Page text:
Q&A: USBG President Kim Haasarud on the State of the Industry

Kim Haasarud talks about the state of the industry and the future of the United States' Bartending Guild (A female bartender holds a craft cocktail)

There’s no denying the hospitality industry has been hit especially hard by Covid-19. With so many livelihoods suffering in its wake, people are seeking expertise and leadership from their industry associations, like the United States Bartenders' Guild (USBG). With the announcement of industry veteran Kim Haasarud as its new president, hope is on the horizon.

As a James Beard-honored mixologist and author, Haasarud has worked with hundreds of liquor brands and been featured in just as many media outlets. She also founded the highly successful mixology and beverage consulting firm, Liquid Architecture, and in May, she’ll be launching the Cocktail Collaborative (The Lab) in downtown Phoenix, Arizona. The incubator will be a breeding ground for the next generation of beverage professionals.

All the while, Haasarud has spent several years coming up through, and working with, the USBG in a range of roles culminating in her current position. Naturally, we couldn’t think of a better person to talk to about the state of the industry—and potentially, what’s next.

Industry veteran Kim Haasarud is the newly appointed President of the United States Bartenders' Guild

Congratulations on your new role as president of USBG. What are you hoping to achieve?

I’d like to stake some ground in more diversity in our organization. Our programming and members are part of the craft cocktail world, but we need more diversification across the board as far as bartender type, racial diversity, gender, and sexual orientation. We want to reach everybody in our membership and leadership roles. I want to come up with new pathways to be more inclusive in a national leadership role and in local chapters. This is something that a couple of our board members have also taken on, and we’re working to implement more ways to do this.

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The organization is facing some big challenges because some states are open, some are partially open, and others aren’t at all. With so many different chapters, how will the USBG go about navigating that?

I would say that’s one of the hardest things. We can’t come up with, ‘This is what you should do,’ because it’s different from state to state, county to county, and even within cities themselves. But what we can do is have open dialogues about it. One thing we’ve done in the past couple of years is establish a new level of leadership. We’ve got the national board, chapter boards, and regional councils. Every Monday we have open office hours with a couple of board members and one staff person, and any chapter leader can tune in. That’s where we talk about any issues and questions they have. We’re hoping to expand those dialogues, have guest speakers, and give more resources. What we've found is that leaders learn best from other leaders.

This has been a really challenging time for some bartenders. What’s the organization doing to guide its members?

We are trying to do things like have more mentorship programs and encourage new leadership programs. If you are a leader in your community, part of your job is to mentor the next generation coming up. That also means finding other opportunities and other avenues for income and networking. It can be difficult to pivot. The one thing I could say about our industry is we always survive. I feel like there is going to be this Roaring Twenties-type-of-thing once everyone is vaccinated. Something great about our community is that there’s so much camaraderie. People will give you the shirt off their backs to help their fellow bartenders. That’s been one amazing thing that I’ve seen come out of this pandemic—what chapter leaders are doing in local communities. I’m seeing a lot more development of relationships with charities—more than we’ve ever seen before. I don’t know how much you know about the USBG National Charity Foundation?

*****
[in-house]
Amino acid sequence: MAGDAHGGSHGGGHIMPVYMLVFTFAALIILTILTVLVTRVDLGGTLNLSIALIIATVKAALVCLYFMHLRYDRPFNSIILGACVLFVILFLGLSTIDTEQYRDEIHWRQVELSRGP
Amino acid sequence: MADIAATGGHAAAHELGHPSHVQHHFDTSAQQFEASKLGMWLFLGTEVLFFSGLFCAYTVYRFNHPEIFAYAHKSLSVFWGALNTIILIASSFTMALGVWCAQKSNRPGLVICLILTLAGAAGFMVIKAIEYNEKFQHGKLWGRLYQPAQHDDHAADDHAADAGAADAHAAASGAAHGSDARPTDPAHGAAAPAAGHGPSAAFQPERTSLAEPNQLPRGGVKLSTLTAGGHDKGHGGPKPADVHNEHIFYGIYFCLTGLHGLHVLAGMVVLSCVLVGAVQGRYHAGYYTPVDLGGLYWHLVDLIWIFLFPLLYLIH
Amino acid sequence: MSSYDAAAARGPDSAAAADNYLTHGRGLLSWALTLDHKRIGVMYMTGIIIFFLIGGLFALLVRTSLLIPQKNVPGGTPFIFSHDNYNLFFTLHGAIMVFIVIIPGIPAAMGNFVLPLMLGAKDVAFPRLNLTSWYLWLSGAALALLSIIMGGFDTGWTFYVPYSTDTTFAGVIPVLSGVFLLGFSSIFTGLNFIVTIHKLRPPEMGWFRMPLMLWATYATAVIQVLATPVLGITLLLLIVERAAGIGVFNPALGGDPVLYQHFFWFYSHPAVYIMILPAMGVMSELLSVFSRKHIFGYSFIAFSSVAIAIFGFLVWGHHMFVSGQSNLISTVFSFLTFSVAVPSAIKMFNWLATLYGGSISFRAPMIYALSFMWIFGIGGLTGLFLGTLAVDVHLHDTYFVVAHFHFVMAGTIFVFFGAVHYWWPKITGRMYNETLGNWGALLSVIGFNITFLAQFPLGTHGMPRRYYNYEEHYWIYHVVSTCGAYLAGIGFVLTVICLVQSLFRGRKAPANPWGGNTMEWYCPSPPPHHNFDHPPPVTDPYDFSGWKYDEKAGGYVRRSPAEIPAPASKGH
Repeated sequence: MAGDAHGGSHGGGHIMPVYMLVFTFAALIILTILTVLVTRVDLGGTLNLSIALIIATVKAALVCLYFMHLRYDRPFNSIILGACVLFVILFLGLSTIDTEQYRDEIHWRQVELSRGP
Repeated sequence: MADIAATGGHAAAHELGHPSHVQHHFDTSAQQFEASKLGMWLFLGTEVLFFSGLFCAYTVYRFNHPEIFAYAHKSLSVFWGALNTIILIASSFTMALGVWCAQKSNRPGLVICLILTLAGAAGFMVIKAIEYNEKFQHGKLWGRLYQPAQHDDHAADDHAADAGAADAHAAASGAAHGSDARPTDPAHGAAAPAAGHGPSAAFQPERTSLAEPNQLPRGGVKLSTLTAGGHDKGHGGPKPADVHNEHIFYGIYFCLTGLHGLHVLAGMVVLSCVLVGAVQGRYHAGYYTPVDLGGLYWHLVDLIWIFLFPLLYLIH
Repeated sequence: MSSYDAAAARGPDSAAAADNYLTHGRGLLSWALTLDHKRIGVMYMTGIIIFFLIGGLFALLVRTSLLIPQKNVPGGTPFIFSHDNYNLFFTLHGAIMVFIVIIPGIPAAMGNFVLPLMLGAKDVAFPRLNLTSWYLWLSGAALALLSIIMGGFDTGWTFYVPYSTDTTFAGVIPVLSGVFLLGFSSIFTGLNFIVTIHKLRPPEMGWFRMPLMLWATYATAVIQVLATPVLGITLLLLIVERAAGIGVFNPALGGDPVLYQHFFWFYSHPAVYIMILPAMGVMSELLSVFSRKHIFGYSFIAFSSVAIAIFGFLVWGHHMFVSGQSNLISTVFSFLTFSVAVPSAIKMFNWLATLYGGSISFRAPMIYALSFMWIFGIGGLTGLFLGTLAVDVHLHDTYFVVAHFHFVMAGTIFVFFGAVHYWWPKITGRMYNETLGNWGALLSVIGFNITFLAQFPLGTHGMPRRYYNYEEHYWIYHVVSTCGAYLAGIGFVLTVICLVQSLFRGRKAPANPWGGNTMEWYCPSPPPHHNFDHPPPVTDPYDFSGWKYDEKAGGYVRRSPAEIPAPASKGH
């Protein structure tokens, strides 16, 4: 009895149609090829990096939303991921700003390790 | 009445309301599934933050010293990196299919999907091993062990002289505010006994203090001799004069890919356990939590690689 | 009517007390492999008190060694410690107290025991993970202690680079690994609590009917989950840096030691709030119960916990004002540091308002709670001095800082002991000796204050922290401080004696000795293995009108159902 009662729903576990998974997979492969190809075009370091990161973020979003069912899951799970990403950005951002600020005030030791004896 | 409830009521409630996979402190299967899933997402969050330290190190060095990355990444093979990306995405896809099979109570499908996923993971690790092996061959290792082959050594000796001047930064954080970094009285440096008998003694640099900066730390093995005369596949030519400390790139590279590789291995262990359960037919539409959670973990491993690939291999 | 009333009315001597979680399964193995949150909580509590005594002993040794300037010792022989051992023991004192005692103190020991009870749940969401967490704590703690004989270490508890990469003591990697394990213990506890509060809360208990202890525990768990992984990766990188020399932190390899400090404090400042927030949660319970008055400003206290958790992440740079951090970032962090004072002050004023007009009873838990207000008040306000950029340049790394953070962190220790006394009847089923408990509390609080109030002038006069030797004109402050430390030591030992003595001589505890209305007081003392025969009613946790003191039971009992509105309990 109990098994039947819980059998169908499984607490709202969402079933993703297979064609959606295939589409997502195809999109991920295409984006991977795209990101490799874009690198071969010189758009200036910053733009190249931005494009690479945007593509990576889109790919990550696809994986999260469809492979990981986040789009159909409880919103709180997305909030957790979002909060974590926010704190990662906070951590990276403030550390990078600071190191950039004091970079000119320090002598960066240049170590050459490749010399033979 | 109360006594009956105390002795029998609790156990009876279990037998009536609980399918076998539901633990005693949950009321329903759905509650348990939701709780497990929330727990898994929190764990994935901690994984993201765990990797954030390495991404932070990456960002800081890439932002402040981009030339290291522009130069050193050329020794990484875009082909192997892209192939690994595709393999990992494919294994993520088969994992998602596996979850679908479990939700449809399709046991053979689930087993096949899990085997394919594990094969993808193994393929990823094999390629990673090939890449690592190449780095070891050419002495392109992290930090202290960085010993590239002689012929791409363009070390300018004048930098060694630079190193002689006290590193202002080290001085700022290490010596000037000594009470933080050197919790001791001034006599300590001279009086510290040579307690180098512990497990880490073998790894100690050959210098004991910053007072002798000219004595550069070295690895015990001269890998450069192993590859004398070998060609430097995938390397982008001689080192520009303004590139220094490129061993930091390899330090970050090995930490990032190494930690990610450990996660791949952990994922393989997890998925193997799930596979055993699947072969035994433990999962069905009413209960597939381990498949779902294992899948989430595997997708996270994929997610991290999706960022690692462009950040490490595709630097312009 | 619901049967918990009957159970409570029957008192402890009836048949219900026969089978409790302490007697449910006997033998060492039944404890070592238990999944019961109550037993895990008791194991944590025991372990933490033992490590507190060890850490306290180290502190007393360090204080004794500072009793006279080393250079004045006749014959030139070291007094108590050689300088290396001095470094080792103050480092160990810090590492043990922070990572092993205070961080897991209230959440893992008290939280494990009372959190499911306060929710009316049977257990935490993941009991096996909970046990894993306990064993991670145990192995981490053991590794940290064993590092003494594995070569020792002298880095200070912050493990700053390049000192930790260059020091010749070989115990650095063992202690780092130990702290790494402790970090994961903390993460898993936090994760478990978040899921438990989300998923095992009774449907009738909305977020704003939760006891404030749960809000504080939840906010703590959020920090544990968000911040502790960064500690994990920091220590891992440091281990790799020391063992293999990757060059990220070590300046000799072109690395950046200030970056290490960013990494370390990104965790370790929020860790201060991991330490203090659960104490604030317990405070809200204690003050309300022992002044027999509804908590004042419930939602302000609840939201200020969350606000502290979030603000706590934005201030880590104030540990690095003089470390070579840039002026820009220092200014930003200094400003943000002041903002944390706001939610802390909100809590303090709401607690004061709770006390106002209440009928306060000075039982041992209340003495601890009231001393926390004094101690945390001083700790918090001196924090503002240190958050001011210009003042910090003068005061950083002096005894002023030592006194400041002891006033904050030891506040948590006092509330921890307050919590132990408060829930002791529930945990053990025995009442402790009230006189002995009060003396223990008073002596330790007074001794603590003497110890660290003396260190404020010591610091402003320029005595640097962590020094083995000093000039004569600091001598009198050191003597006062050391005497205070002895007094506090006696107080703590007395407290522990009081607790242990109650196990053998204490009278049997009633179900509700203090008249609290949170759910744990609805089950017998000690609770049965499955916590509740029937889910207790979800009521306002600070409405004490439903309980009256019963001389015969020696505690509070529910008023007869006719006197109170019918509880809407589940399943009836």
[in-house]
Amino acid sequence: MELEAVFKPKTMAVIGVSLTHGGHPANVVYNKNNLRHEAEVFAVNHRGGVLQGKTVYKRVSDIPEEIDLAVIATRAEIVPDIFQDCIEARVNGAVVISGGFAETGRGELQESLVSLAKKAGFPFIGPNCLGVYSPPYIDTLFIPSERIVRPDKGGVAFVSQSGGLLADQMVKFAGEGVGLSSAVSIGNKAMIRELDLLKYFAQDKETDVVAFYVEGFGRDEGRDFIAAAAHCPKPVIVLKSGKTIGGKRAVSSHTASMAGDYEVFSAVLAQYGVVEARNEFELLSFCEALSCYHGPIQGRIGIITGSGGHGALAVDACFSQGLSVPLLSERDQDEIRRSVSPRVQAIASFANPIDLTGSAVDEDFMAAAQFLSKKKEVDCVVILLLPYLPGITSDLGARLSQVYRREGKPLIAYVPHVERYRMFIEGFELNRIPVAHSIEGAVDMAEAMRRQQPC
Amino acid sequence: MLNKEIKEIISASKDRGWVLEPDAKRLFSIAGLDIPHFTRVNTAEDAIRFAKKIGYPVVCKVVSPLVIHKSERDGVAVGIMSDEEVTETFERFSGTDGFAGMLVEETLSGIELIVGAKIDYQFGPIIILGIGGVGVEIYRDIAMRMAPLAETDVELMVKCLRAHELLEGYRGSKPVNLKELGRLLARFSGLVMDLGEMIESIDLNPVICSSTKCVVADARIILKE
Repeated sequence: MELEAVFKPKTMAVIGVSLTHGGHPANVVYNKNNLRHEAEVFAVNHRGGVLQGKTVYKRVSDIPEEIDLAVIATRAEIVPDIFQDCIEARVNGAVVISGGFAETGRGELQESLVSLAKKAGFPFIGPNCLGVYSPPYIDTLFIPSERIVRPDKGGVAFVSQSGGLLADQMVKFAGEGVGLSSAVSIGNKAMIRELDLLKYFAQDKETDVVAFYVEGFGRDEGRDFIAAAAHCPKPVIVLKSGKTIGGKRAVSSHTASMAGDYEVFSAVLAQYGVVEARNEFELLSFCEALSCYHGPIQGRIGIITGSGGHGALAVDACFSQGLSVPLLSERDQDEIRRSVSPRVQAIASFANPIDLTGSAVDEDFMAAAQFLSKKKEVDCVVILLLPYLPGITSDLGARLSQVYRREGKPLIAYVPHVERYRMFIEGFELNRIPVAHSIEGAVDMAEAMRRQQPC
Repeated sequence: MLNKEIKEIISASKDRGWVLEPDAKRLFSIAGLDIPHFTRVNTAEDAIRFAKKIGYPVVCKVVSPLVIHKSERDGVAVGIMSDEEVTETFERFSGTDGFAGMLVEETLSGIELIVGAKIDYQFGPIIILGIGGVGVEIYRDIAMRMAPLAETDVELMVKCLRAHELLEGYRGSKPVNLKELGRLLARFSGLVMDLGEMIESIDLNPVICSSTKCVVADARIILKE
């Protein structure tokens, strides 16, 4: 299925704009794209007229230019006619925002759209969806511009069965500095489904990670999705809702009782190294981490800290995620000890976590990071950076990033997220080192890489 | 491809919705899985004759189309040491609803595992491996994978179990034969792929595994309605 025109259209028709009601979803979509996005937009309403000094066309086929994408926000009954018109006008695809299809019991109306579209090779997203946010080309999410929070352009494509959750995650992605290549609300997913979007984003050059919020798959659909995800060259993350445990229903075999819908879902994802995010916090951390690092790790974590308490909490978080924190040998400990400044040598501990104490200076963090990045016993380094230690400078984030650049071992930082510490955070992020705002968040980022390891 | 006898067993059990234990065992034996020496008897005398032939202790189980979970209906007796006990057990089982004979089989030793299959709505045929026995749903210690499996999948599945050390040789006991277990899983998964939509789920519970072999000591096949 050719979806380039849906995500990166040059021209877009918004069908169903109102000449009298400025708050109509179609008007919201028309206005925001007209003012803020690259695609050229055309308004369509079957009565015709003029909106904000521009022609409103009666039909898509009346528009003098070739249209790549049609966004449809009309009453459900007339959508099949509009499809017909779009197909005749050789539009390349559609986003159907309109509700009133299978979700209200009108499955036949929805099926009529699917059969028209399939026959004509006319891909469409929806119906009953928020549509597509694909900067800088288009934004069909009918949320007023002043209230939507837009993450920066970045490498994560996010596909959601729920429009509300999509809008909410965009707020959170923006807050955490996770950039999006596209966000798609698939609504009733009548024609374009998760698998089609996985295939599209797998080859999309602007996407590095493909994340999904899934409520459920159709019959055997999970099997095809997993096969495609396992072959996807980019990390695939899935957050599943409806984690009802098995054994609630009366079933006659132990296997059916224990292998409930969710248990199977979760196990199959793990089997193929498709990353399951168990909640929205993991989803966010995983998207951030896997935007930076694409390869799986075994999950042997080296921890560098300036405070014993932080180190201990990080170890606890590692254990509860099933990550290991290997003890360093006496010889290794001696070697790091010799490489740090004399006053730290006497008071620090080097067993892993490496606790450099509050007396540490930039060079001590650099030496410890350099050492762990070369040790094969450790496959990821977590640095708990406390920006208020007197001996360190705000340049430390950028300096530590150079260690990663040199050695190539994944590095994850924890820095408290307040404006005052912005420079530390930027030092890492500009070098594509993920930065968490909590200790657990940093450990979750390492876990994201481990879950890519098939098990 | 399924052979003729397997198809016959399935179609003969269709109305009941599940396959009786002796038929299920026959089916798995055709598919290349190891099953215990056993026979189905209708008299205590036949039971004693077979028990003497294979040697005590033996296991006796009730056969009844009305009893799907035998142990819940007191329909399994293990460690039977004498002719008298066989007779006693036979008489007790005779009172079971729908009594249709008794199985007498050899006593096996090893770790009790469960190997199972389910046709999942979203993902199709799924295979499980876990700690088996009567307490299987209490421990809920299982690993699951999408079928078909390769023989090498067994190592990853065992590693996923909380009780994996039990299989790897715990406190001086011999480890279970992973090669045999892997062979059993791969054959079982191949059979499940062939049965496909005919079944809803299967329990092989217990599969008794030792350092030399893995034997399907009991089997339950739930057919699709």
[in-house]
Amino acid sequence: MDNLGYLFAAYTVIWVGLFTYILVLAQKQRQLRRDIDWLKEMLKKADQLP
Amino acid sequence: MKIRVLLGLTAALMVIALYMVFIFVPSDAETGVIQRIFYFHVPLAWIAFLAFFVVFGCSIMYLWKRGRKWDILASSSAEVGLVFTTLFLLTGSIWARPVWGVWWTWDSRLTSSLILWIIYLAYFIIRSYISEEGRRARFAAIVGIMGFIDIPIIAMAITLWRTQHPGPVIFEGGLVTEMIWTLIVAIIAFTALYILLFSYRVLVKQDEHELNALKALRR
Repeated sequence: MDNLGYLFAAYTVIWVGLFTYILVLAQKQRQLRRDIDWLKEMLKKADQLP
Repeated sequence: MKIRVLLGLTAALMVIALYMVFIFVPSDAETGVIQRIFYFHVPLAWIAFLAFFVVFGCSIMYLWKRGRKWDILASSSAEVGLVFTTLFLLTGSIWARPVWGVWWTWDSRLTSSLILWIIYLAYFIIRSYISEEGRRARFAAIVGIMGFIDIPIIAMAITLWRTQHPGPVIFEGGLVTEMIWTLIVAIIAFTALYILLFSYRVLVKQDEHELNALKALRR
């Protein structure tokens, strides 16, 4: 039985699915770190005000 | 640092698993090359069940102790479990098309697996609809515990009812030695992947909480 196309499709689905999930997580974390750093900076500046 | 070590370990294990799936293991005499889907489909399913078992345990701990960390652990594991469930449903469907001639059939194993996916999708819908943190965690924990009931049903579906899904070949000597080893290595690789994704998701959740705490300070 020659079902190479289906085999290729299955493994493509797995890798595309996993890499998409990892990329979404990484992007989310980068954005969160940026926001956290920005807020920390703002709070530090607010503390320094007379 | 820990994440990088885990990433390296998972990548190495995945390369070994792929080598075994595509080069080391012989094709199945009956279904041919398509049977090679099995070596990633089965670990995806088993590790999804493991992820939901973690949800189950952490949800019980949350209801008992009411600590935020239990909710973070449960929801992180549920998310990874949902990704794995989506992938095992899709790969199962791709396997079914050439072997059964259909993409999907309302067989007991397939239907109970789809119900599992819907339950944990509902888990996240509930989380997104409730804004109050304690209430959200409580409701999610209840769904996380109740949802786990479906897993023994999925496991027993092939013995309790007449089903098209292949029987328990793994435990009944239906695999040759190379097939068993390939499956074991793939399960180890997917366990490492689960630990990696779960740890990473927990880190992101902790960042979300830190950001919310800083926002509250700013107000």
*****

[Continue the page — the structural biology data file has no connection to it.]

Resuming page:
I do know about it, but can you tell me more?

We started the USBG National Charity Foundation back in 2014. It was a way to help chapters do their own fundraising. We also started a program called BEAP, which is an acronym for Bartender Emergency Assistance Program.  If you are in dire straits and you need help, you can apply for a grant. When we started that program, we would normally see a dozen applications or so a year. Once the pandemic hit and bars started to shut down last March, our application went viral. We were inundated with submissions, and we ended up having to scale up. We started a whole Covid-19 relief campaign, got some really great donors and ended up raising about $10 million. We gave out 32,000 grants and were able to help bartenders across the country.

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Has the USGB received good support from major spirits brands this past year?

For our charity arm, some brands gave so much. Plus, in addition to donating to us, they’ve also donated to other charities and are doing a lot of really great work out there. We’re always looking for more brands and partners to help, especially during this time. I also see some brands that really haven’t done a whole lot. I think bartenders are going to remember that too, which is kind of interesting because it is the bartenders that often make the brands. They’re the ones recommending the brands to guests.

For more information about USGB and their programs, visit www.usbg.org.

This interview has been edited for clarity and length. Follow us on Facebook and Instagram to stay up-to-date on the latest industry news.